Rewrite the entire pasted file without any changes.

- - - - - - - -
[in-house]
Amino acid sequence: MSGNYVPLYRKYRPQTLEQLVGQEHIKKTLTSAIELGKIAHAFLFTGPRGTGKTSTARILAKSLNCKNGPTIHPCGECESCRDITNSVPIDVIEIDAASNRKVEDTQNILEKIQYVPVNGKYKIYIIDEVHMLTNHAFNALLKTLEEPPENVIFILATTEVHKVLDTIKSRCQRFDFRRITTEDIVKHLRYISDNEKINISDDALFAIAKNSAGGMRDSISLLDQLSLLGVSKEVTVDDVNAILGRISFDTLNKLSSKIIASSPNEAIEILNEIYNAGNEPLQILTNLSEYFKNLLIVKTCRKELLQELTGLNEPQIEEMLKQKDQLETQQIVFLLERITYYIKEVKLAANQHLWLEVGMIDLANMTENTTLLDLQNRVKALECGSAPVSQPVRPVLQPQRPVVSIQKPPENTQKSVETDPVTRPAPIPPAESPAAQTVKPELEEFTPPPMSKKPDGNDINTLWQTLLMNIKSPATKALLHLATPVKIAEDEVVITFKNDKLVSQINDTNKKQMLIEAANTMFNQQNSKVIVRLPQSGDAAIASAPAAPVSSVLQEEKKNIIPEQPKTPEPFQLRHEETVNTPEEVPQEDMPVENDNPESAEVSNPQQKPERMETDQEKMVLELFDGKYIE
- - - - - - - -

[in-house]
Amino acid sequence: MSGNYVPLYRKYRPQTLEQLVGQEHIKKTLTSAIELGKIAHAFLFTGPRGTGKTSTARILAKSLNCKNGPTIHPCGECESCRDITNSVPIDVIEIDAASNRKVEDTQNILEKIQYVPVNGKYKIYIIDEVHMLTNHAFNALLKTLEEPPENVIFILATTEVHKVLDTIKSRCQRFDFRRITTEDIVKHLRYISDNEKINISDDALFAIAKNSAGGMRDSISLLDQLSLLGVSKEVTVDDVNAILGRISFDTLNKLSSKIIASSPNEAIEILNEIYNAGNEPLQILTNLSEYFKNLLIVKTCRKELLQELTGLNEPQIEEMLKQKDQLETQQIVFLLERITYYIKEVKLAANQHLWLEVGMIDLANMTENTTLLDLQNRVKALECGSAPVSQPVRPVLQPQRPVVSIQKPPENTQKSVETDPVTRPAPIPPAESPAAQTVKPELEEFTPPPMSKKPDGNDINTLWQTLLMNIKSPATKALLHLATPVKIAEDEVVITFKNDKLVSQINDTNKKQMLIEAANTMFNQQNSKVIVRLPQSGDAAIASAPAAPVSSVLQEEKKNIIPEQPKTPEPFQLRHEETVNTPEEVPQEDMPVENDNPESAEVSNPQQKPERMETDQEKMVLELFDGKYIE